Irish-American Horror and Fantasy Films: Leprechaun: Origins (2014)

This is actually how the leprechaun appears throughout the movie.

This is actually how the leprechaun appears throughout the movie.

Leprechaun: Origins (2014)

Written by: Harris Wilkinson
Directed by: Zach Lipovsky
Starring: Dylan “Hornswoggle” Postl, Stephanie Bennett, Teach Grant
Summary: A rebooting of the “Leprechaun” franchise that tries and fails to make the monster authentically Irish and genuinely frightening.

With this film, 2014’s “Leprechaun: Origins,” we officially complete the entire leprechaun series, and I think I deserve some sort of ribbon or certificate or something, the way you are awarded when you manage to eat seven pounds of brisket on a dare at a roadside barbeque, which seems like an impossible and dangerous feat and leaves you nauseated for hours.

I’ll start by pointing out something relatively unnecessary: This film is a “reboot” of the series, and has very little to do with the earlier films. It is unnecessary for me to mention this because it has been true of every other film in the series, which, for the most part, exist independently of each other, as though they were entirely different films that just coincidentally had Warwick Davis playing a murderous leprechaun in them.

But I mention it because even by the standards of earlier “Leprechaun” films, this one strays far afield. In a lot of ways, it feels closer to “Red Clover,” a lesser-known murderous leprechaun movie (which I have also reviewed, and where’s my ribbon for that?). Both films are set in a town that once stole from a leprechaun and keeps the fact as a deadly secret, and in both films the leprechauns are more like ghastly forest animals than tiny Irishmen. The “Red Clover” leprechaun was a solid piece of costume design in an otherwise delightfully incompetent film, looking a bit like a monster had been knitted together from the roots of trees. The leprechaun in this film, played by wrestler Hornswoggle (who debuted in a leprechaun costume), is rarely seen. The filmmakers take great care to hide the monster, and, as with “Jaws,” one gets the sense that this is because the creature would be ridiculous-looking were you to see it without trickery. Once in a while the beastie appears, usually lensed by a camera that seems slathered in vaseline, and it’s a strange thing, looking like a crushed face with pointy ears.

The filmmakers take great care to hide the monster, and, as with “Jaws,” one gets the sense that this is because the creature would be ridiculous-looking were you to see it without trickery.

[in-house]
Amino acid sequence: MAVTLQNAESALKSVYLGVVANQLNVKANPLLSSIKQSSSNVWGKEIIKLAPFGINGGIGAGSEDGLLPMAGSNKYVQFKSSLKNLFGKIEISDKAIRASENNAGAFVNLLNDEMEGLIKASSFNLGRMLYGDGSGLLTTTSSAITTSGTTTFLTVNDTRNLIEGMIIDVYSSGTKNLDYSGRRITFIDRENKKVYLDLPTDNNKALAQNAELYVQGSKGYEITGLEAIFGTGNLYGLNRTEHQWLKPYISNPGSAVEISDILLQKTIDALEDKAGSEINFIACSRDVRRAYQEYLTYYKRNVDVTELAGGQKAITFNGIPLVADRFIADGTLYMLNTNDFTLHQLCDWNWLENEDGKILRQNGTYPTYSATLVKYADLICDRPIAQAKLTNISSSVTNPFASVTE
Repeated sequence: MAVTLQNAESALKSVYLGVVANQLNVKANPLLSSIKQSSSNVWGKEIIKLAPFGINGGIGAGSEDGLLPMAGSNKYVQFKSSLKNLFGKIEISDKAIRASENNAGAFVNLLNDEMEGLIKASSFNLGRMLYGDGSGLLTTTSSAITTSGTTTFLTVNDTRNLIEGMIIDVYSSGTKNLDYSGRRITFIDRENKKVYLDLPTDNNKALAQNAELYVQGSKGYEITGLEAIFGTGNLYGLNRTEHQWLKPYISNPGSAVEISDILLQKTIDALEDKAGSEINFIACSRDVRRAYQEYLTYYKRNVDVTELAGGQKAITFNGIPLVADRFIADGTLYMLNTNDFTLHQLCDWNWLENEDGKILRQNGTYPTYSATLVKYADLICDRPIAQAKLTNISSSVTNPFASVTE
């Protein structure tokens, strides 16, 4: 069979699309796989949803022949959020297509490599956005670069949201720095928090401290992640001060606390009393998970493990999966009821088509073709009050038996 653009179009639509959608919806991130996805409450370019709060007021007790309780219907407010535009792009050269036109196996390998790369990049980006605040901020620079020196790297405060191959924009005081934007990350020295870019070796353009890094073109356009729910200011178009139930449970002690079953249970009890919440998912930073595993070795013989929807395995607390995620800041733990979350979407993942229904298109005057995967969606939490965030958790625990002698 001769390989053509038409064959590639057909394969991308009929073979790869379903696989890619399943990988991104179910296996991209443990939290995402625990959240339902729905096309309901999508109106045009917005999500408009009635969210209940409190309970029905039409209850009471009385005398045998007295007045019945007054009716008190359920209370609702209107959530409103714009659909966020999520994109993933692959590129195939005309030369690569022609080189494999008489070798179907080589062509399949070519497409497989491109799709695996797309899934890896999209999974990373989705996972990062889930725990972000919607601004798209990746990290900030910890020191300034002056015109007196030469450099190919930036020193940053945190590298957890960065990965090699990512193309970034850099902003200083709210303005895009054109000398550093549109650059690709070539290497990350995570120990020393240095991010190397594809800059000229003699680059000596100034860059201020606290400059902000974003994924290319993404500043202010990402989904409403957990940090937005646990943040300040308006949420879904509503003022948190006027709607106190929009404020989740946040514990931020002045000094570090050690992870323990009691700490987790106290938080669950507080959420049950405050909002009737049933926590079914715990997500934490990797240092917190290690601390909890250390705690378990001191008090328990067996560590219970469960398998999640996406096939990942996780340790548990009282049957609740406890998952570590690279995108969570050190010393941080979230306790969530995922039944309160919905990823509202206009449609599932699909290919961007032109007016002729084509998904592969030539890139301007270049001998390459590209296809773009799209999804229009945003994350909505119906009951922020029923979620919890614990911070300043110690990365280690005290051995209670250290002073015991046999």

The film is set in Ireland (subbed in by Vancouver), and fits perfectly into the genre of Irish-American horrors where Americans go to Ireland and experience old county terror. In this case, the Americans are four students; one of them (played by¬†Stephanie Bennett) has studied Irish history, which gives her a bit of an edge. The gang travels to a small Irish village with a spooky megalith on its outskirts, and the film represents the entire town as a group of weirdly friendly bearded men in a pub who constantly raise their pint glasses in silent toast. All this is good, classic horror from the British Isles and Ireland — anyone who has seen films with megaliths and too-friendly locals knows there is a pagan secret hidden somewhere.

The secret isn’t too complicated, and our intrepid heroes figure it out almost immediately, although not soon enough: The locals are sacrificing outsiders to a leprechaun that lives in their woods. This seems like is usually goes pretty well, with an avuncular fellow named Hamish (played by character actor Garry Chalk wearing one of the tightest fiddler caps I have ever seen) locking visitors in a cabin and then letting in the leprechaun to eat them. This time, it goes poorly, as Hamish’s mopey son doesn’t want to help, and the hapless victims turn out not to be so hapless. Hilariously, one of their most successful survival tactics is that when somebody in their group is attacked, the rest just turn and run, leaving their compatriot to fight for themselves.

The filmmakers have some fun with their movie — there is a wickedly nice turn of events in which the heroes decide to lay a trap for the leprechaun, which goes very badly. But there isn’t enough of this, and, at the end of the movie, much of the story fades away, leaving a blurred memory of people running at night, Irishmen ineffectually chasing after them, and some sort of unseen monster that is more defined by its frequent absences than killer presence.

I hoped for more. It’s the only film of the series set in Ireland, and it’s setup is so perfectly consistent with the great British and Irish tradition of folk horror that I had hoped this film was, in its way, taking the leprechaun series and turning it from a campy series of perverse fairy tales into something authentically Irish and authentically terrifying.

I still think it can be done, and, what the heck, if another “Leprechaun” film comes out, I’ll go see it. In for a penny, in for seven pounds of brisket.

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Max Sparber

Max Sparber is a playwright, journalist, and history detective in Omaha, Nebraska.